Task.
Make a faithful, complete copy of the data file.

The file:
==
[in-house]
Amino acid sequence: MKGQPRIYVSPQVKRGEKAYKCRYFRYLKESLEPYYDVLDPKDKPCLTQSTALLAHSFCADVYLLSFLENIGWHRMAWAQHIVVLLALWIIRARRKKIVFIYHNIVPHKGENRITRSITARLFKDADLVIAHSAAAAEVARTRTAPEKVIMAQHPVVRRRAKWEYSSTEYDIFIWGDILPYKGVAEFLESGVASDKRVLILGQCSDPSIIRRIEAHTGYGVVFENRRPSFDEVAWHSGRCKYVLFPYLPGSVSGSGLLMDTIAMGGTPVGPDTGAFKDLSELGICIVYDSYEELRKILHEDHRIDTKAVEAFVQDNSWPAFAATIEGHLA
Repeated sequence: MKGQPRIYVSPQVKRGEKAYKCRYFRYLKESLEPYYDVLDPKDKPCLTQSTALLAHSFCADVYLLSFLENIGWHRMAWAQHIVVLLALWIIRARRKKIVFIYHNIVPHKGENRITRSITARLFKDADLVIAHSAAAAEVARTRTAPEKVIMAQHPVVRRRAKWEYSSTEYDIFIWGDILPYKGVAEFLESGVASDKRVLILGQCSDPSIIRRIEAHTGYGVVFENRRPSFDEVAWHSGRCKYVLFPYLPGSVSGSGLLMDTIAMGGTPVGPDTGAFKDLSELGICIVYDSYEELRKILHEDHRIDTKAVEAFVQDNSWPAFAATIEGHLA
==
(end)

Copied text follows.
[in-house]
Amino acid sequence: MKGQPRIYVSPQVKRGEKAYKCRYFRYLKESLEPYYDVLDPKDKPCLTQSTALLAHSFCADVYLLSFLENIGWHRMAWAQHIVVLLALWIIRARRKKIVFIYHNIVPHKGENRITRSITARLFKDADLVIAHSAAAAEVARTRTAPEKVIMAQHPVVRRRAKWEYSSTEYDIFIWGDILPYKGVAEFLESGVASDKRVLILGQCSDPSIIRRIEAHTGYGVVFENRRPSFDEVAWHSGRCKYVLFPYLPGSVSGSGLLMDTIAMGGTPVGPDTGAFKDLSELGICIVYDSYEELRKILHEDHRIDTKAVEAFVQDNSWPAFAATIEGHLA
Repeated sequence: MKGQPRIYVSPQVKRGEKAYKCRYFRYLKESLEPYYDVLDPKDKPCLTQSTALLAHSFCADVYLLSFLENIGWHRMAWAQHIVVLLALWIIRARRKKIVFIYHNIVPHKGENRITRSITARLFKDADLVIAHSAAAAEVARTRTAPEKVIMAQHPVVRRRAKWEYSSTEYDIFIWGDILPYKGVAEFLESGVASDKRVLILGQCSDPSIIRRIEAHTGYGVVFENRRPSFDEVAWHSGRCKYVLFPYLPGSVSGSGLLMDTIAMGGTPVGPDTGAFKDLSELGICIVYDSYEELRKILHEDHRIDTKAVEAFVQDNSWPAFAATIEGHLA